Being disowned because I’m too difficult…

I miss my auntie. We used to be quite close; she knew about the abuse, of course, and some things took place on her miniature farm. But in a lot of ways, I don’t care. You can’t be in that family and not know about the abuse, I’m fairly sure, and I’ve long since lost hope that any one of them would try and speak up for me…

But my auntie did, sometimes. I remember she would sometimes offer me quiet tips or advice, or would shout my grandmother down. My grandparents clearly favoured her over my father, despite the fact she was more rebellious and headstrong. Maybe this is why. Maybe they admired her somehow, or maybe they loved the fact that despite being so headstrong, she stood by what they did. I don’t know.

On one occasion there’d been a terrible row at my grandparents’ house, where I lived. At this point in my life I had a moped, and it was therefore easier for me to escape – “I’m just going to get some petrol,” I’d say, and dutifully would show them my empty petrol sign. They never knew the sign had long since broken… I whizzed around to my aunt and uncle’s, who lived ten minutes away, and ran through her front door where a whirlwind of happy dogs met me. I burst into tears and cuddled each of them, and then heard “eyup mate! Just come from the house of fun?”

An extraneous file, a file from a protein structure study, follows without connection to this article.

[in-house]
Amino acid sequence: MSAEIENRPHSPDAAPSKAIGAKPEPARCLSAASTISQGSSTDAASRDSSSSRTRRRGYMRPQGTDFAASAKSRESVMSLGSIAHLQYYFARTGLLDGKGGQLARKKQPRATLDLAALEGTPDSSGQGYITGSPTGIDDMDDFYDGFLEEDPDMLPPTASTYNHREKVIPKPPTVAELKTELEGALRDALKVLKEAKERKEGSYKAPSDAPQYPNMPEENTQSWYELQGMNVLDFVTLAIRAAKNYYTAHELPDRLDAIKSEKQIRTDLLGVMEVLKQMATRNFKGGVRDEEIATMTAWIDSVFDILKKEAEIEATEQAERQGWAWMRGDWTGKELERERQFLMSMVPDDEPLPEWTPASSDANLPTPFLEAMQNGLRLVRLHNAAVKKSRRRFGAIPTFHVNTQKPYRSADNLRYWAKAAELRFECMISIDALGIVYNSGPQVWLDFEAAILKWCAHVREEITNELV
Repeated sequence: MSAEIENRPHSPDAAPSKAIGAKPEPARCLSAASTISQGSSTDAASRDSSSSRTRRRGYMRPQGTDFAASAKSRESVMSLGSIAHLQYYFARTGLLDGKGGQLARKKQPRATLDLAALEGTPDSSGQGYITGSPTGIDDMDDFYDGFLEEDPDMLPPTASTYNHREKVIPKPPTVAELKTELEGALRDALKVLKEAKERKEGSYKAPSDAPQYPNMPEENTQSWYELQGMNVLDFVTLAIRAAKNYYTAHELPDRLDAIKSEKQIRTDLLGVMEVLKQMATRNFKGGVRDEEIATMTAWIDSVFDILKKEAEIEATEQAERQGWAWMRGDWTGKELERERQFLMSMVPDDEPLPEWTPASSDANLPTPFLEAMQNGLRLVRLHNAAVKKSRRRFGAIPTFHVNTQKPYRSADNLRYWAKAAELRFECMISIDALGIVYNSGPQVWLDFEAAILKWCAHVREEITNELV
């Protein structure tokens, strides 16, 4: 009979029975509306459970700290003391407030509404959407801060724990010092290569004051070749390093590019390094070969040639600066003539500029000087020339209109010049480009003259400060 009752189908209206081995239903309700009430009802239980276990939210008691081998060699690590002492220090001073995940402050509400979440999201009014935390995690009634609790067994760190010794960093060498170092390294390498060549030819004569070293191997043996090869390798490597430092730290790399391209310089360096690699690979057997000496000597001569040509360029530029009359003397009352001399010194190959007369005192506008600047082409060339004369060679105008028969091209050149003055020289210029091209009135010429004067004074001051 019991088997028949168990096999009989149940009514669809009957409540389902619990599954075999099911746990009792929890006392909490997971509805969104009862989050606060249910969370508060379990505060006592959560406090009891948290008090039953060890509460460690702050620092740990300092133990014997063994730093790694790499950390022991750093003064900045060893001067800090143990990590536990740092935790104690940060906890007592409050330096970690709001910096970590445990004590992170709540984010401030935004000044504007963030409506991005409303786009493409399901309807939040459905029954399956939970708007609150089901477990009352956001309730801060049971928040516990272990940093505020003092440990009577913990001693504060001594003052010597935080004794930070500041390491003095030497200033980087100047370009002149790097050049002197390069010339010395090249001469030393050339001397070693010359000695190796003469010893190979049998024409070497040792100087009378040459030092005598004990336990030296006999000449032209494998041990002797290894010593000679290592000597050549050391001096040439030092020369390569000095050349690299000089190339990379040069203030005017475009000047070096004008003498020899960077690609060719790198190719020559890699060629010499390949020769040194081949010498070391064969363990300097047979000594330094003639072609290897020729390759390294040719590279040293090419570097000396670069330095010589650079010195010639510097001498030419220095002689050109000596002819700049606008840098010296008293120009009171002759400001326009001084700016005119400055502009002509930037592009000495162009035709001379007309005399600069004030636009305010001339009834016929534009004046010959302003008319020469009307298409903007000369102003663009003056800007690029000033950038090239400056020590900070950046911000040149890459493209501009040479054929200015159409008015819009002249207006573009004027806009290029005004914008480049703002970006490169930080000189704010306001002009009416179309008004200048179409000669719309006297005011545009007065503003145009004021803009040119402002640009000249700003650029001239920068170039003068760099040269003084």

I told her I couldn’t take it anymore. She rang my dad and said “Jade’s staying here. It’s emotional torture what they’re going through, and it’s not right.” Somehow, she got him to agree. I allowed myself to relax – free at last, I thought. I imagined living the rest of my teenage years with my aunt and uncle, looking after the horses and doing as I pleased.

It was short-lived. Barely minutes later my grandmother rang, and it took her less than thirty seconds to make my aunt back down. My aunt sighed and said “I’m sorry Jade, but I can’t legally take you from them.” I wanted to scream, “they’re not LEGALLY my guardians! There’s no paperwork for it! My dad is, and he said it was okay…” but of course my Dad had already given up fighting for me, not in the mood to deal with his wound up mother.